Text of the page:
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Single patient trial or single patient trial

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N-of-1 study (1,2)

  • also termed "N-of-1" or "single subject" clinical trials - sometimes referred to as a "single patient trial", receives its name by virtue of its sample size: n is equal to one (2)
    • consider an individual patient as the sole unit of observation in a study investigating the efficacy or side-effect profiles of different interventions
    • ultimate goal of an n-of-1 trial is to determine the optimal or best intervention for an individual patient using objective data-driven criteria
    • n-of-1 trial is a randomised controlled crossover trial in a single patient (2)
    • n-of-1 trial provides a pragmatic approach to individual patient care

  • N-of-1 trials have been pursued routinely in education and learning settings, often in behavioral and psychological assessment settings but, with the exception of studies of pain medications, rarely in medical settings (1)

What is the difference between an N-of-1 trial and a crossover trial? (2)

  • in a randomised crossover trial, patients are randomised to one of two interventions and then they receive the other intervention after a washout period
    • i.e. the patient is the unit of randomisation (2)
    • in a randomised crossover trial, participants typically receive only one cycle of treatment, whereas in an n-of-1 trial they receive at least two cycles
  • in an n-of-1 trial, the unit of randomisation is the treatment order within a treatment cycle for a patient
    • the n-of-1 trial establishes which treatment is best for a patient
    • in comparison, the traditional crossover trial design estimates which treatment is best for the population
    • generally recommended that an n-of-1 trial includes a minimum of three cycles of treatment to enable the correct decisions about patient care to be made

Despite the dissimilarities between the two study designs, they are both suitable only for studying chronic stable conditions that are not resolved by treatment (2)

Design of N-of-1 trials (1):

  • simple crossover designs in which the order of the administration of two compounds, one perhaps being a placebo, is randomized across different subjects enrolled in n-of-1 studies have often been used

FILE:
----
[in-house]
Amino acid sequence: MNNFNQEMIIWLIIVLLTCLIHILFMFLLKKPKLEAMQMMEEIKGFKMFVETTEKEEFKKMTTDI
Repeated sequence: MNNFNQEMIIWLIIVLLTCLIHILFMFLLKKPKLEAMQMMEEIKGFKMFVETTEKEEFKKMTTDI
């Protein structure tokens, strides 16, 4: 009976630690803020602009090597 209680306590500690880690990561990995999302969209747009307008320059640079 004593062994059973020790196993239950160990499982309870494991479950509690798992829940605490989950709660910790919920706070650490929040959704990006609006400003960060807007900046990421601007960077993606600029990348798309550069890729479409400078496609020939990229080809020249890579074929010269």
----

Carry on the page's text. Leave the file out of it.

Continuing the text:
• one treatment or compound is labeled 'A' and the other is labeled 'B'
    • thus, an ABAB design would involve a four-period crossover design
    • number and length of the crossover periods would be dictated by the nature of the outcome and interventions as well as the statistical power associated with the chosen number of observations or data collection points within each period given the likely differential effect of the interventions
    • a greater number of periods within which different interventions are pursued, though more costly and time-consuming, can also help reduce the confounding effects of other lifestyle modifications the patient may pursue - or need to pursue - during the course of the trial in order to treat his/her condition (e.g., dietary modification and exercise regime)
    • duration of time periods with each treatments may not be sufficient for a difference of treatment modalities to become apparent
      • it is possible that for any n-of-1 design, not enough evidence favoring one intervention over another might occur - i.e. the period of time allocated is not sufficient enough for a difference in treatments to become apparent
      • if they both achieve a target but equally well, then either intervention might be appropriate for future use
        • increasing the length or sophistication of the trial may help resolve issues of ambiguity like this
        • is a trade-off, as with any trial design; patient retention is jeopardized with a longer trial
        • important to ensure that the treatment periods are sufficiently long and that statistical methods that appropriately accommodate or consider carryover effects are used to analyze the data
    • use of washout periods between administrations of interventions
      • washout periods can be used to combat carryover effects, but their use may compromise patient safety since they may result in taking a patient off all treatments during the course of the trial (although such an approach is no different in orientation from large trial randomization to a placebo arm, or to the use of washout periods in a population-based trial)
    • randomization to different "treatments"